All motorcycle accidents are unique. Some victims will suffer serious and life-threatening injuries while others will escape with just a few bumps and bruises. While predicting injuries might be impossible, it is possible to prevent them with an understanding of the most common injuries and protection options. If you can’t prevent accident injuries, at least seek compensation for them with help from an attorney. Contact Wendt Law Firm P.C. if you or someone you love has suffered any of the following common motorcycle accident injuries in Kansas City:
Every motorcycle rider and passenger in Missouri must wear a motorcycle helmet, but helmet-wearing is optional for riders over the age of 18 in Kansas. Wearing a helmet can significantly decrease the risk of serious injuries to the face, head, and brain in a motorcycle accident, whether it’s the law or not. Even with a helmet, however, victims can sustain serious traumatic brain injuries.
The skin (even through clothing and protective gear) can suffer severe road rash when it comes into contact with asphalt in an accident. Major abrasions, cuts, scrapes, lacerations, and traumatic tattooing from embedded debris in the skin can require painful treatments such as skin flushes and disinfectants. Road rash can cause permanent scarring and disfigurement.
Common soft tissue injuries in motorcycle wrecks include neck and back injuries, torn ligaments, pulled muscles, contusions, and tendon tears. Muscle-related injuries can take a long time to heal and cause temporary or permanent disability and missed time at work.
A collision can fling a motorcyclist from his or her vehicle. The rider does not have a seatbelt or protective shell to keep him or her from flying into the air and landing yards away. Landing on an arm can cause “biker’s arm,” or permanent nerve damage to the shoulder, arm, wrist, and hand. Landing on other limbs can cause nerve damage or bone breaks as well.
Impact with the ground, an object, or another vehicle can result in breaks or fractures to many different bones. Skull and spinal cord fractures are the most serious and come with the possibility of permanent or fatal injury. Injuries to the lower half of the body are common in motorcycle accidents, including shattered pelvises and knees. Broken bones are painful and can be debilitating.
The most severe motorcycle accidents can cause injuries from which the victim never recovers. Talk to the motorcycle accident attorneys at Wendt Law Firm P.C. if you suffered any of the above-mentioned injuries or if you lost a loved one in Kansas City. You may have grounds for a lawsuit to fight for compensation for your serious or catastrophic damages. Just because an injury is “common” does not make it any less important. The sooner you speak to a Kansas City motorcycle accident attorney about your legal rights, the better.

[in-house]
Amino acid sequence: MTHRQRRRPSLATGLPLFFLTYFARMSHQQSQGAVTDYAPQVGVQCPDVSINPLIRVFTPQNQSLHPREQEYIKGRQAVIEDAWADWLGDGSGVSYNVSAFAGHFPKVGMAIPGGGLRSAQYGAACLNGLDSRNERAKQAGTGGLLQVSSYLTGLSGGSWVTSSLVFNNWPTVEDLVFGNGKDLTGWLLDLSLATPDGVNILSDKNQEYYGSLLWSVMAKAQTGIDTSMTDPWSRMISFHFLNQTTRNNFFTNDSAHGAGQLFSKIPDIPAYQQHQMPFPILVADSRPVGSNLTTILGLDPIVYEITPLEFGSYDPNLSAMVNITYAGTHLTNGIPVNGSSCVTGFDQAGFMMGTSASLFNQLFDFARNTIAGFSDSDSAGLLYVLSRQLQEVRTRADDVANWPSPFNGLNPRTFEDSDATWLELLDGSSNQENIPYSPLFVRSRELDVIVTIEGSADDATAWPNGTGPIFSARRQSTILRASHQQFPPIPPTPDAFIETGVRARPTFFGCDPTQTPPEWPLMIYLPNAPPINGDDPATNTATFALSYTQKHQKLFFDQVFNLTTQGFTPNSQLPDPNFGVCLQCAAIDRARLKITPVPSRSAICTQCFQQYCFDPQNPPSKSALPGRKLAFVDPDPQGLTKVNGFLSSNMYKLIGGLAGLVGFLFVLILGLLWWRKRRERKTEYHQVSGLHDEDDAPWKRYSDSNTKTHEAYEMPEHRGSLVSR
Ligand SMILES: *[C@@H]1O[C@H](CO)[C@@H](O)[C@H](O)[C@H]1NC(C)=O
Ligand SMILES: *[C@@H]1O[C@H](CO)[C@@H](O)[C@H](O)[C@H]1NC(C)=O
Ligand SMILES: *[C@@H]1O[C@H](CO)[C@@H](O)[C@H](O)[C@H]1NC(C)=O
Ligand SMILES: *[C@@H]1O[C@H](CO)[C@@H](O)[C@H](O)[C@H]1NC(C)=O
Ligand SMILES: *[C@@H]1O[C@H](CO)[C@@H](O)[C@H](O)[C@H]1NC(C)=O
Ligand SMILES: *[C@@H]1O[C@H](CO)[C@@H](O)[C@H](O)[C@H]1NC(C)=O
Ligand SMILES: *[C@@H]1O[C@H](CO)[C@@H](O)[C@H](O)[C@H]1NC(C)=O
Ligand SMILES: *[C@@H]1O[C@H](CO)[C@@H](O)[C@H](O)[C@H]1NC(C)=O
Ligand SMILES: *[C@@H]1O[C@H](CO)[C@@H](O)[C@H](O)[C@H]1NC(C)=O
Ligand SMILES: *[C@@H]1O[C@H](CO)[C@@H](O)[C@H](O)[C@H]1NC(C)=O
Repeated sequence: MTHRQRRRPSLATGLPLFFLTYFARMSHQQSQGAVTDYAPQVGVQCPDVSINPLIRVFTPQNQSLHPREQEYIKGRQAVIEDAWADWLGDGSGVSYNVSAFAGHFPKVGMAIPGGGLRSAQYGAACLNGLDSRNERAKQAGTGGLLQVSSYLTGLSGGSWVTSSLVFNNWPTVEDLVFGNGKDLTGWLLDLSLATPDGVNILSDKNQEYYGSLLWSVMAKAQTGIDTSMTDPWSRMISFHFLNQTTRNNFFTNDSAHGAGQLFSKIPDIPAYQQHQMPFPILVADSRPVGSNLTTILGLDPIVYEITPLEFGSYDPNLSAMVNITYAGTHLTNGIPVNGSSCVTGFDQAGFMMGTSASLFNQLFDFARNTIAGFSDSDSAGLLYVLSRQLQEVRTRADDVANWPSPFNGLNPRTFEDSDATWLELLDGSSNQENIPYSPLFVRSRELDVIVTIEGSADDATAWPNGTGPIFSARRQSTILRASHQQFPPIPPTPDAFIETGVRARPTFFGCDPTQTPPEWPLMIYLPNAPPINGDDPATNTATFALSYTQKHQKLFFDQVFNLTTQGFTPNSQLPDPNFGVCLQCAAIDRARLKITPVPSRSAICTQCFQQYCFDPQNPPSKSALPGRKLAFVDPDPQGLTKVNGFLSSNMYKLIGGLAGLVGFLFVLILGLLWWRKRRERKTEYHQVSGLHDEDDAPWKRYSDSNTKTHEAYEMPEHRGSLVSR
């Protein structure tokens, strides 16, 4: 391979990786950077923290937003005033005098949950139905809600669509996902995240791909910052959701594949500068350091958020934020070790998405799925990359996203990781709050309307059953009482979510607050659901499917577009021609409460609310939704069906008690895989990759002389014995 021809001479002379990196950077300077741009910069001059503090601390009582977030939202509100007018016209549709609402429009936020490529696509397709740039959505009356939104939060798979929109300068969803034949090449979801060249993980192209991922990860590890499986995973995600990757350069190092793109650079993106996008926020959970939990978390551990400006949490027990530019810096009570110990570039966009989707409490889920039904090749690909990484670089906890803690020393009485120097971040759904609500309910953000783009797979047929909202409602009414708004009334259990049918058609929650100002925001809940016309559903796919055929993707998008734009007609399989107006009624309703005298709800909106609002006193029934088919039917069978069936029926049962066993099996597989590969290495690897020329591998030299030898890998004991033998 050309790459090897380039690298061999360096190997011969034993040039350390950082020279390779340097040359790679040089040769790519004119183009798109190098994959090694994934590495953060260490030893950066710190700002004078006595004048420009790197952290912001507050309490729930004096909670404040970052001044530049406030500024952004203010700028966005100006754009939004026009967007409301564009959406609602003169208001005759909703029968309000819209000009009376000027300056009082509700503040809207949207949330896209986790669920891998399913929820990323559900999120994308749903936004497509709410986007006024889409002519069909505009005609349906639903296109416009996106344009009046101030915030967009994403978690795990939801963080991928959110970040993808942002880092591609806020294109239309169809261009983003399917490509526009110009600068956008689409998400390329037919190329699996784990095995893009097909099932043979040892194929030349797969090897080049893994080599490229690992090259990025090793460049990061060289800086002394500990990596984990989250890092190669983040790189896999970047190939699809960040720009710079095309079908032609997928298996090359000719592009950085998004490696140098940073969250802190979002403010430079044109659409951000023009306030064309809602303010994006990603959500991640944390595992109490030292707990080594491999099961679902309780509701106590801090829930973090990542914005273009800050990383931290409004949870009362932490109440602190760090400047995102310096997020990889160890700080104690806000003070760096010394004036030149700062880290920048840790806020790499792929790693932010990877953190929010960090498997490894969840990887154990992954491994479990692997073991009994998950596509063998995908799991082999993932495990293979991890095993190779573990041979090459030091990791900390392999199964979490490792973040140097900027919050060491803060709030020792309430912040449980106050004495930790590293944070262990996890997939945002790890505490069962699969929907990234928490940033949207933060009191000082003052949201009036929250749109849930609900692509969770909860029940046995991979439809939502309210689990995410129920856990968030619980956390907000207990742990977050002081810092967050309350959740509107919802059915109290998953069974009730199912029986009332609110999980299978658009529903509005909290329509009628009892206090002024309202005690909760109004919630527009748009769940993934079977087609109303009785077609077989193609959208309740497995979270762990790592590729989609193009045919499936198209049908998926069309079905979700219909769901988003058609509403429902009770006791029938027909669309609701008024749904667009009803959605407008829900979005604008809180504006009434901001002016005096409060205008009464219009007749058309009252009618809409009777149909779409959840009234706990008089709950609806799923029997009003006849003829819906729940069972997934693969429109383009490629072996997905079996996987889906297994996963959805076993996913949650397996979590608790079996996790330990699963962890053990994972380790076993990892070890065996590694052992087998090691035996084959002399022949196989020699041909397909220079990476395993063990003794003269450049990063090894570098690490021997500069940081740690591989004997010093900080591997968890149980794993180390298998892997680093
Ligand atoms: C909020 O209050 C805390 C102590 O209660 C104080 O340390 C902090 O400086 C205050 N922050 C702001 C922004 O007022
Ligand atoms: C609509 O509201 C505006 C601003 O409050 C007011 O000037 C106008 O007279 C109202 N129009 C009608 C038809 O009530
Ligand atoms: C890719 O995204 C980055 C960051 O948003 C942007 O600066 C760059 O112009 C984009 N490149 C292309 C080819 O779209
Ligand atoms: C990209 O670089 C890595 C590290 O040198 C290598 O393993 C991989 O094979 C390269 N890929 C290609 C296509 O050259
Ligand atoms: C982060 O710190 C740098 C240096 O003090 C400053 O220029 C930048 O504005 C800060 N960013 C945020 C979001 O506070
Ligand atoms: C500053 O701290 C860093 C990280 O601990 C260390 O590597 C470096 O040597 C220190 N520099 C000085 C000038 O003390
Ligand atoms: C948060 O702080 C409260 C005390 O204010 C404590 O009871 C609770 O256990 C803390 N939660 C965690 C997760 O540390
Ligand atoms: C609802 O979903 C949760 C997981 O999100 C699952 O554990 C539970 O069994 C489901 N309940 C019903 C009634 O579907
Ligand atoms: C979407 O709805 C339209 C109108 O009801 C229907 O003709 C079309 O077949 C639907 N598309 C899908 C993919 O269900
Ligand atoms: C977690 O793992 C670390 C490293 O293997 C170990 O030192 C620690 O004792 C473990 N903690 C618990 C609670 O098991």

Determining the liability for an accident can be complex, especially if multiple parties are involved. Missouri law relies on a few basic elements when determining who is at fault for a motorcycle accident:
The answer to this question is usually yes. All motorists owe a duty of care to others who use the road, including motorcyclists, bicyclists, pedestrians, and others.
This forms the foundation of most personal injury cases, including vehicle accidents. In a legal sense, a person commits negligence when he or she fails to act in a manner that another reasonable person would have acted. In the context of a motorcycle accident, a person commits negligence when he or she violates a traffic law. Common examples of negligence include failure to yield the right of way, distracted driving, speeding, and operating a vehicle under the influence.
The other driver’s actions must be the proximal cause of the injuries or property damage suffered by the plaintiff to establish liability.
Lastly, an injured plaintiff must be able to show proof of harm caused by another motorist’s negligence. Examples include medical bills, lost wages, emotional distress, and other intangible losses, such as suffering and physical pain.
The concept of comparative negligence may come into play when determining liability in a motorcycle accident. An injured motorist may still be able to collect damages, even if he or she shares some fault for the accident, according to the laws of the state of Missouri. For example, if a jury finds an injured motorcyclist 15% at fault for an accident, because he or she was speeding at the time, under the rule of comparative negligence, he or she may still be able to collect 85% of the available damages.